“Why Can’t You Control Yourself?” Fat Should Be a Feminist Issue

“Why Can’t You Control Yourself?” Fat Should Be a Feminist Issue This article is a comment on Fikkan and Rothblum’s (2011) article “Is Fat a Feminist Issue? Exploring the Gendered Nature of Weight Bias.” They argued that fat women in North America experience significantly more prejudice and discrimination than fat men do, marshaled evidence to support their argument in several domains (e.g., employment, education, romantic relationships, health care, the media), and wondered why feminist scholars have not paid much attention to the oppression of fat women. Here I suggest several reasons why fat women experience more prejudice and discrimination than fat men do: the objectification of women, gender-related aspects of health behavior and knowledge about health and illness, and the importance of self-control to the performance of femininity. I also suggest that there is some overlap in negative stereotypes of both feminists and fat women, which might lead to a desire to distance oneself from both. However, feminists should recognize the intersectionality of fat oppression and the way it colludes with the sexualization and objectification of women in popular culture. Thus, fat should be a feminist issue. http://www.deepdyve.com/assets/images/DeepDyve-Logo-lg.png Sex Roles Springer Journals

“Why Can’t You Control Yourself?” Fat Should Be a Feminist Issue

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Publisher
Springer Journals
Copyright
Copyright © 2011 by Springer Science+Business Media, LLC
Subject
Psychology; Sociology, general; Medicine/Public Health, general; Gender Studies
ISSN
0360-0025
eISSN
1573-2762
D.O.I.
10.1007/s11199-011-0095-1
Publisher site
See Article on Publisher Site

Abstract

This article is a comment on Fikkan and Rothblum’s (2011) article “Is Fat a Feminist Issue? Exploring the Gendered Nature of Weight Bias.” They argued that fat women in North America experience significantly more prejudice and discrimination than fat men do, marshaled evidence to support their argument in several domains (e.g., employment, education, romantic relationships, health care, the media), and wondered why feminist scholars have not paid much attention to the oppression of fat women. Here I suggest several reasons why fat women experience more prejudice and discrimination than fat men do: the objectification of women, gender-related aspects of health behavior and knowledge about health and illness, and the importance of self-control to the performance of femininity. I also suggest that there is some overlap in negative stereotypes of both feminists and fat women, which might lead to a desire to distance oneself from both. However, feminists should recognize the intersectionality of fat oppression and the way it colludes with the sexualization and objectification of women in popular culture. Thus, fat should be a feminist issue.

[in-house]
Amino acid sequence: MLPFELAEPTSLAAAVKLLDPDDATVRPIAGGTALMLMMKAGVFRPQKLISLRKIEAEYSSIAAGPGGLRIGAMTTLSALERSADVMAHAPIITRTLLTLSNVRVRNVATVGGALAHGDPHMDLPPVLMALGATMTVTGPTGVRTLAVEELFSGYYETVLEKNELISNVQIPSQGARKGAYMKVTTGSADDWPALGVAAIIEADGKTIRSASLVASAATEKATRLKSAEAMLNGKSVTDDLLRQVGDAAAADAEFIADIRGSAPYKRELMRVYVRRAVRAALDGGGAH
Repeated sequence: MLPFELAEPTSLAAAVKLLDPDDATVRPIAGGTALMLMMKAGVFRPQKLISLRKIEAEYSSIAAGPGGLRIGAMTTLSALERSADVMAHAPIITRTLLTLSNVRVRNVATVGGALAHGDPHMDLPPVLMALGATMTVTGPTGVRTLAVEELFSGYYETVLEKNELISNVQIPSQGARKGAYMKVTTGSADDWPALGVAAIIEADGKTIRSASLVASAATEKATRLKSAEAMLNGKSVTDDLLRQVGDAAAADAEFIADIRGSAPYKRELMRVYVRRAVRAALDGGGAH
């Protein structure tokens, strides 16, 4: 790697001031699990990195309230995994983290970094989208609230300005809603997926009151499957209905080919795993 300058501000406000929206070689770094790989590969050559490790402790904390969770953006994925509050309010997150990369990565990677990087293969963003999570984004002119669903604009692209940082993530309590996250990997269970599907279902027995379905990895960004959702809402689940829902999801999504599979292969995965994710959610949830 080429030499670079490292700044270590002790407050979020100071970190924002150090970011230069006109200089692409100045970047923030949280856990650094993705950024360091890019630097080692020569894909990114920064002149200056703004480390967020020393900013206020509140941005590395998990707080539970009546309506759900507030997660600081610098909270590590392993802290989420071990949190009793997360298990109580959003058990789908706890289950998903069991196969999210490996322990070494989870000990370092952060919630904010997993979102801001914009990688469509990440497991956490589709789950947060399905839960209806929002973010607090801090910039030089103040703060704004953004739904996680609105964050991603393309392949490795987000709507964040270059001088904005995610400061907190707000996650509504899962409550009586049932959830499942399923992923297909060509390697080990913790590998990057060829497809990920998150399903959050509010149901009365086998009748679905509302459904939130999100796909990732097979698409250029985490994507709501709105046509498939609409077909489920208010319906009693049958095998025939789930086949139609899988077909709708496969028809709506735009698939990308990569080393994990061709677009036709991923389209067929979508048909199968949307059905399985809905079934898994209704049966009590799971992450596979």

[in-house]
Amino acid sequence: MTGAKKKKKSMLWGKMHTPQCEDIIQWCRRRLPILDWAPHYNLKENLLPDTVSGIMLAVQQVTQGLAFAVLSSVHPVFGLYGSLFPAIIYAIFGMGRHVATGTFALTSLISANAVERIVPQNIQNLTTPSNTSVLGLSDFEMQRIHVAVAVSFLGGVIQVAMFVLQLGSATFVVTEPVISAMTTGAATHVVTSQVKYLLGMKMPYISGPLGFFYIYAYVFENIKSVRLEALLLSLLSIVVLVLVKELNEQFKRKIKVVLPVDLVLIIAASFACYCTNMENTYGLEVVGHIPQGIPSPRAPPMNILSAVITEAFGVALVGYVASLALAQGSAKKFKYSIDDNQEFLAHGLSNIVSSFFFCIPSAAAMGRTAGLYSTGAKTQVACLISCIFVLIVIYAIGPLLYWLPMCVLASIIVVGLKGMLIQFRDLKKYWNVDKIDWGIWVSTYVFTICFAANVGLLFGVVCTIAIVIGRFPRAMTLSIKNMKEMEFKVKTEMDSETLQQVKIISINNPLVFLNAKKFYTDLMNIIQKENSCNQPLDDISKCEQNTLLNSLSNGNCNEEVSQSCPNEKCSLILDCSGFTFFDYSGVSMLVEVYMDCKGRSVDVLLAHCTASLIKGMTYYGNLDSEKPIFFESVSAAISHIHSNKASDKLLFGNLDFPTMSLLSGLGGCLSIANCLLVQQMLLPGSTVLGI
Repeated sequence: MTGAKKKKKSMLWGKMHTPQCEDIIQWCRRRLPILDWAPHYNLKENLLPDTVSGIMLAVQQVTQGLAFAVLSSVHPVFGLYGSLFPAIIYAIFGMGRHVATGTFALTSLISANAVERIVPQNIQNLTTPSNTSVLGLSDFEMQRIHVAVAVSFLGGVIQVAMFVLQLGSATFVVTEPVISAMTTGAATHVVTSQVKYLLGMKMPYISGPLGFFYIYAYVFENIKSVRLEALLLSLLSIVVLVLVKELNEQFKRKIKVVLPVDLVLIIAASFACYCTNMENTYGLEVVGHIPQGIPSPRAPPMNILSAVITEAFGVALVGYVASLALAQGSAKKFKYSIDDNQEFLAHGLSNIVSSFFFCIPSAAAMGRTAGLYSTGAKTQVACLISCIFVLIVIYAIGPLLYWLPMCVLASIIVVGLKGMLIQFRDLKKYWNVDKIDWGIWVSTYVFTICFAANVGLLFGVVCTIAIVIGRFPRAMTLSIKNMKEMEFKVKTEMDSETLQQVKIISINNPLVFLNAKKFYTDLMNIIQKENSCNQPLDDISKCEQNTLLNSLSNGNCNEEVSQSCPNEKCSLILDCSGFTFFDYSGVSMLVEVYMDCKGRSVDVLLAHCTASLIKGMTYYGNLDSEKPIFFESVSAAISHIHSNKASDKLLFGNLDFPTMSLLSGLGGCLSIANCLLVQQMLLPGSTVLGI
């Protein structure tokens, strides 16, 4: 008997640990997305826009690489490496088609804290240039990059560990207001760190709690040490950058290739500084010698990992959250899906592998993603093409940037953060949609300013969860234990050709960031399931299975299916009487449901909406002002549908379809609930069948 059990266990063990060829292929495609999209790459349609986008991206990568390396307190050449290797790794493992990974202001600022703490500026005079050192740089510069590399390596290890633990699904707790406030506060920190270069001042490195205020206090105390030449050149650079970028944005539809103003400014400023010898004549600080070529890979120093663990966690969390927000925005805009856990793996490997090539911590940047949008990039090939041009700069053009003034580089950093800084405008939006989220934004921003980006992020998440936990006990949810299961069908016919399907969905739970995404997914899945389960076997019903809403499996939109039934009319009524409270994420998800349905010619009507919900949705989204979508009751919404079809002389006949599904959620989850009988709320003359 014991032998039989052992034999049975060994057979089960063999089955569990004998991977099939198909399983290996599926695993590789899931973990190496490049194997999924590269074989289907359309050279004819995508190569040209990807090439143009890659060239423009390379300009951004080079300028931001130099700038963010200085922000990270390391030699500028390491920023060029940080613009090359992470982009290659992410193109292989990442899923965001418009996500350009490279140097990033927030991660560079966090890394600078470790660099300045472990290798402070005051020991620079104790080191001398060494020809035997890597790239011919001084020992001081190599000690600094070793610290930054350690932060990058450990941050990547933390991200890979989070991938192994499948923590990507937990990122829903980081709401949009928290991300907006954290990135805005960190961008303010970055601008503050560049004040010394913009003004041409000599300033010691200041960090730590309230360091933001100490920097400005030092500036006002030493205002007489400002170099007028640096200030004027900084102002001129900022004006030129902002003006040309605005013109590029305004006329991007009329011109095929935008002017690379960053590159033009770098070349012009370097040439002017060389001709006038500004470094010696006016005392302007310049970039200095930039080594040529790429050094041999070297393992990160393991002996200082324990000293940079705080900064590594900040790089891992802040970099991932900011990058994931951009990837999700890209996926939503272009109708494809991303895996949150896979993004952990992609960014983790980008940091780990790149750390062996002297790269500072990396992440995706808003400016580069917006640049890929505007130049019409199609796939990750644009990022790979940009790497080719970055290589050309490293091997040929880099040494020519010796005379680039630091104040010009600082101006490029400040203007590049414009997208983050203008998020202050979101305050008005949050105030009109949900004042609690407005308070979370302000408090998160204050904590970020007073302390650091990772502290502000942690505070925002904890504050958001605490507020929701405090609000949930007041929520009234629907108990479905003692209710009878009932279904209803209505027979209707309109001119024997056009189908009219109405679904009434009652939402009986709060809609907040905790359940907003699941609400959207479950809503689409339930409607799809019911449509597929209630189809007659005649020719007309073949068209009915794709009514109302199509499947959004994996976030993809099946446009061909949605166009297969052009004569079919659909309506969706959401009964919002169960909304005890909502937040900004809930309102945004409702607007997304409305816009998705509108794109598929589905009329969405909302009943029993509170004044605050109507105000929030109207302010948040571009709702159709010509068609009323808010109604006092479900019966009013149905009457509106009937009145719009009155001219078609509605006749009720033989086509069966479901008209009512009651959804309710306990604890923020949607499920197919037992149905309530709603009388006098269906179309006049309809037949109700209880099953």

Journal

Sex RolesSpringer Journals

Published: Nov 24, 2011

References

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